Yahoo and IPv6
igor at gashinsky.net
Tue May 10 16:32:53 UTC 2011
On Tue, 10 May 2011, Valdis.Kletnieks at vt.edu wrote:
:: On Tue, 10 May 2011 02:17:46 EDT, Igor Gashinsky said:
:: > The time for finger-pointing is over, period, all we are all trying to do
:: > now is figure out how to deal with the present (sucky) situation. The
:: > current reality is that for a non-insignificant percentage of users when
:: > you enable dual-stack, they are gong to drop off the face of the planet.
:: > Now, for *you*, 0.026% may be insignificant (and, standalone, that number
:: > is insignificant), but for a global content provider that has ~700M users,
:: > that's 182 *thousand* users that *you*, *through your actions* just took
:: > out.. 182,000 - that is *not* insignificant
:: At any given instant, there's a *lot* more than 182,000 users who are cut off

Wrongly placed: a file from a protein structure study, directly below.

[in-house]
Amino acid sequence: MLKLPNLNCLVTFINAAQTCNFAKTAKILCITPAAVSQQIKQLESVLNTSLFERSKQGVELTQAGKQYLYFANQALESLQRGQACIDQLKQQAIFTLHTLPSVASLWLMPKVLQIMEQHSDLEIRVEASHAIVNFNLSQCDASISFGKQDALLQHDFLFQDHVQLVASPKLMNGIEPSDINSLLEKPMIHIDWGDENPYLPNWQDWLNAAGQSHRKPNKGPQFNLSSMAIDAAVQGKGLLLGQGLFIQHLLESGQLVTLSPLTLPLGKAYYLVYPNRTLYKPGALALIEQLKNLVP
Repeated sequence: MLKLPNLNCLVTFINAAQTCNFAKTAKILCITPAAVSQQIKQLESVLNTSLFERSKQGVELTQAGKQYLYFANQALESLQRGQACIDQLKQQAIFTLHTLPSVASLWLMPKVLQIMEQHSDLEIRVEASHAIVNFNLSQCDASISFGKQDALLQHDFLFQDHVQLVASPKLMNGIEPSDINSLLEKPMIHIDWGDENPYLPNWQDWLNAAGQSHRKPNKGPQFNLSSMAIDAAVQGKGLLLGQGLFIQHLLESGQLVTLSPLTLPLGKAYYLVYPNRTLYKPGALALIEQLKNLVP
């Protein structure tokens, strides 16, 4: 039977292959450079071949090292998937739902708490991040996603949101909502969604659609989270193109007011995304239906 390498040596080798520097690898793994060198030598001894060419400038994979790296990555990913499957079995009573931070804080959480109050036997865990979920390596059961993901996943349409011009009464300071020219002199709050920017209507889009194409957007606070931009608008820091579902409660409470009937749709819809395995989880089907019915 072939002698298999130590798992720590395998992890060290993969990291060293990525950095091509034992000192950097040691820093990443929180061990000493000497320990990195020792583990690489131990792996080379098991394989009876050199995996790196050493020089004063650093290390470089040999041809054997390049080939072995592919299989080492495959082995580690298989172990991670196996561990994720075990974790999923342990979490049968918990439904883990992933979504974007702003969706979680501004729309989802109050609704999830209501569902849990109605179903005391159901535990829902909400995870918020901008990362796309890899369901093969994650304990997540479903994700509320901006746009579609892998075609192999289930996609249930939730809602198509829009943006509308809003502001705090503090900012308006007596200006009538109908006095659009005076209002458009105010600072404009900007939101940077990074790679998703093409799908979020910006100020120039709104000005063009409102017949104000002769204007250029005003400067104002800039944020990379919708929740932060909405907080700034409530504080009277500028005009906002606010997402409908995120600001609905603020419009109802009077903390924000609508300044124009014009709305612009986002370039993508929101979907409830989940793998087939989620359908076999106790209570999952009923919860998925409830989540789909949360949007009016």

:: due to various *IPv4* misconfigurations and issues.
Yes, but *these* 182,000 users have perfectly working ipv4 connectivity,
and you are asking *me* to break them through *my* actions. Sorry, that's
simply too many to break for me, without a damn good reason to do so.
Doing that on world ipv6 day, when there is a lot of press, and most other
large content players doing the same, *is* a good reason - it may actually
has a shot of accomplishing some good, since it may get those users to
realize that they are broken, and fix their systems, but outside of flag
day, if I enabled AAAA by default for all users, all I'm going to do is
send those "broken" users to my competitors who chose not to enable AAAA
on their sites.
This is why I think automatic, measurement-based whitelisting/blacklisting
to minimize the collateral damage of enabling AAAA is going to be
inevitable (with the trigger set to something around 99.99%), and about
the only way we see wide-scale IPv6 adoption by content players, outside
events like world ipv6 day.
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